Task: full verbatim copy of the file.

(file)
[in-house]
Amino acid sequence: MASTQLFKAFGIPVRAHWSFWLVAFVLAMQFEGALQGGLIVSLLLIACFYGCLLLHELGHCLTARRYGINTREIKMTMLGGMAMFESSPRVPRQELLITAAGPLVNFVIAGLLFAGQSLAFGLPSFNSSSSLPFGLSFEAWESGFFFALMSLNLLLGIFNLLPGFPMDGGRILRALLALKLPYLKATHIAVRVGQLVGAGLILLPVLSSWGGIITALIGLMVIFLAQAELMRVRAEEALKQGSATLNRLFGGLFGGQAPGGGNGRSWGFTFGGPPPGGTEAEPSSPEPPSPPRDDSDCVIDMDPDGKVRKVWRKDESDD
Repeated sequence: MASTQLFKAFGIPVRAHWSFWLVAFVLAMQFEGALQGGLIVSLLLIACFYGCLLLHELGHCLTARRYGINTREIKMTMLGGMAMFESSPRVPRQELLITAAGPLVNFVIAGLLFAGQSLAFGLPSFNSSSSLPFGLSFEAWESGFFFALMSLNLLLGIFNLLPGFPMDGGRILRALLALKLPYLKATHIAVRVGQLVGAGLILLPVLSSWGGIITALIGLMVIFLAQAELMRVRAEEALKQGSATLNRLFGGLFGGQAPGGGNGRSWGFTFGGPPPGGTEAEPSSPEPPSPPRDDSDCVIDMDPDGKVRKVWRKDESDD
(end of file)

[in-house]
Amino acid sequence: MASTQLFKAFGIPVRAHWSFWLVAFVLAMQFEGALQGGLIVSLLLIACFYGCLLLHELGHCLTARRYGINTREIKMTMLGGMAMFESSPRVPRQELLITAAGPLVNFVIAGLLFAGQSLAFGLPSFNSSSSLPFGLSFEAWESGFFFALMSLNLLLGIFNLLPGFPMDGGRILRALLALKLPYLKATHIAVRVGQLVGAGLILLPVLSSWGGIITALIGLMVIFLAQAELMRVRAEEALKQGSATLNRLFGGLFGGQAPGGGNGRSWGFTFGGPPPGGTEAEPSSPEPPSPPRDDSDCVIDMDPDGKVRKVWRKDESDD
Repeated sequence: MASTQLFKAFGIPVRAHWSFWLVAFVLAMQFEGALQGGLIVSLLLIACFYGCLLLHELGHCLTARRYGINTREIKMTMLGGMAMFESSPRVPRQELLITAAGPLVNFVIAGLLFAGQSLAFGLPSFNSSSSLPFGLSFEAWESGFFFALMSLNLLLGIFNLLPGFPMDGGRILRALLALKLPYLKATHIAVRVGQLVGAGLILLPVLSSWGGIITALIGLMVIFLAQAELMRVRAEEALKQGSATLNRLFGGLFGGQAPGGGNGRSWGFTFGGPPPGGTEAEPSSPEPPSPPRDDSDCVIDMDPDGKVRKVWRKDESDD